Self Driving Trucks coming Dallas to Houston

Article mentions–

Pittsburgh-based Aurora Innovation Nasd ticker AUR. No earnings. Has website:
Gatik Has website: Testing autonomous box trucks for Tysons in Northwest Arkansas
Kodiak Robotics Readying self driving truck trial Dallas to Houston


UPS has been using self-driving tractor trailers between Arizona and Texas for a while.



Well well well, It looks like some lawyers haven’t received the Memo. :joy: :joy:

The National Highway Traffic Safety Administration and the Federal Motor Carrier Safety Administration, both part of the federal Department of Transportation, lack authority to stop autonomous vehicles from going on the roads. If something goes wrong, though, they can require recalls or order trucks out of service.



My cousin’s husband (they live in TX) retired from UPS some years ago as an OTR driver. Good timing, I would say…

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That’s absolutely correct. Operation of vehicles is regulated by the states, not the feds. As long as the trucks have all the equipment installed that’s required by the federal safety standards, the feds have no jurisdiction over whether they are operated with or without drivers.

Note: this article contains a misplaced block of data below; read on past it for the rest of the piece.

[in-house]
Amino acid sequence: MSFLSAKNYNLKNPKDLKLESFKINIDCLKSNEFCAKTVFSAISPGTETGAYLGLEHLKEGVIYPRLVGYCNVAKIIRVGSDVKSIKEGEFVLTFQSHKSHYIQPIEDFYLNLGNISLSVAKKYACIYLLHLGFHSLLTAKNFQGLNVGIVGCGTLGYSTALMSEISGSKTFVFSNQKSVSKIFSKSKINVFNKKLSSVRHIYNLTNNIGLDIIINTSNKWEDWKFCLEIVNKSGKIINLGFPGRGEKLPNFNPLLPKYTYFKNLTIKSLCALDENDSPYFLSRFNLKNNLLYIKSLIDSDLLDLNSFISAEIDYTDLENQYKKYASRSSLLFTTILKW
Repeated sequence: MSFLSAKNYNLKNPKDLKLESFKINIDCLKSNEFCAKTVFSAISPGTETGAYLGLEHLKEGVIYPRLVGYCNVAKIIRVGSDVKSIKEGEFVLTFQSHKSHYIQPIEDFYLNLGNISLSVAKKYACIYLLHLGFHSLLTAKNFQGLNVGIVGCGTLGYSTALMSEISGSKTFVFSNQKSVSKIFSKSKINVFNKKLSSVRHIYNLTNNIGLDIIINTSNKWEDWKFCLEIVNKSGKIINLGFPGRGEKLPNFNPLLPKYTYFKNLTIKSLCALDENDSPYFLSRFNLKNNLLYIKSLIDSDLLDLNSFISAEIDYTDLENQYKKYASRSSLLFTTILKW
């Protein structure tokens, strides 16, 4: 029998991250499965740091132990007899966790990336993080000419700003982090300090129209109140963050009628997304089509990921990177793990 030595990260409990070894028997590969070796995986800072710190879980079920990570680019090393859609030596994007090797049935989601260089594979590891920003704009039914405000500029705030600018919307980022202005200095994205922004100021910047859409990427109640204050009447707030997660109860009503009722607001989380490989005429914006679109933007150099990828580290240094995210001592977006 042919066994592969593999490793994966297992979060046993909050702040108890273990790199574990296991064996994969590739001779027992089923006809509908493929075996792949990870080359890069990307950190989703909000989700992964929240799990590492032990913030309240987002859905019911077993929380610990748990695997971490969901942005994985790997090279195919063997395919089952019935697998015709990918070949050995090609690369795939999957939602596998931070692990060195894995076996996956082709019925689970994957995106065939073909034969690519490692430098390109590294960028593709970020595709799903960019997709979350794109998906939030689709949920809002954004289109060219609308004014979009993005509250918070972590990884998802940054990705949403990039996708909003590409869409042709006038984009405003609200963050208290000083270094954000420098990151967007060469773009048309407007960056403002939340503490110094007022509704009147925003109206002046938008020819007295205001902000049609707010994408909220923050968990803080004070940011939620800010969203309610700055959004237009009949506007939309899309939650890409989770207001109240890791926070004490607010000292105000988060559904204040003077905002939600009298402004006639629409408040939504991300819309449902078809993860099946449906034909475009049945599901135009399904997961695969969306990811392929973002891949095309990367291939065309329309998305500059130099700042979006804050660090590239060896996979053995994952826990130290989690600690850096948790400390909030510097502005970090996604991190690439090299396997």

Well you should have said that before instead of arguing the other side. It seems convenient to forget what you said so let me remind you.

[quote=“buynholdisdead, post:71, topic:104380, full:true”]

It really doesn’t matter how many states. What you are missing is that it is allowed in any state. That gives them a place to run them and then proceed forward. We are coming at this problem from two different viewpoints. You think everything has to be done all at once at the federal level in order to proceed. What I am trying to show you, and I have, that the states can do this without the federal ok. But until one is on the streets you are not going to believe it, I am fine with that, although I disagree. With 1 state, 2 states, 3 states, the writing is on the wall.


Texas and California have no jurisdiction over whether a car has a steering wheel or not. The federal government has sole jurisdiction over regulating the physical characteristics of a car. They have completely pre-empted the states in that area. Texas and California can regulate how the car is operated - whether there’s a driver behind the wheel - but not whether a carmaker is allowed to manufacture a vehicle for use on the public roads that doesn’t meet the federal motor vehicle safety standards.

I think the same argument was put forth on Marijuana companies but here we are. It’s not unusual for states to allow things to happen that the Federal government is against.


It’s weird, then, that GM has filed a formal petition requesting an exception from the rules that you say have been changed to allow a car without a steering wheel. You’d think they wouldn’t do that - much less get into a legal fight with the Teamsters union - if it was irrelevant.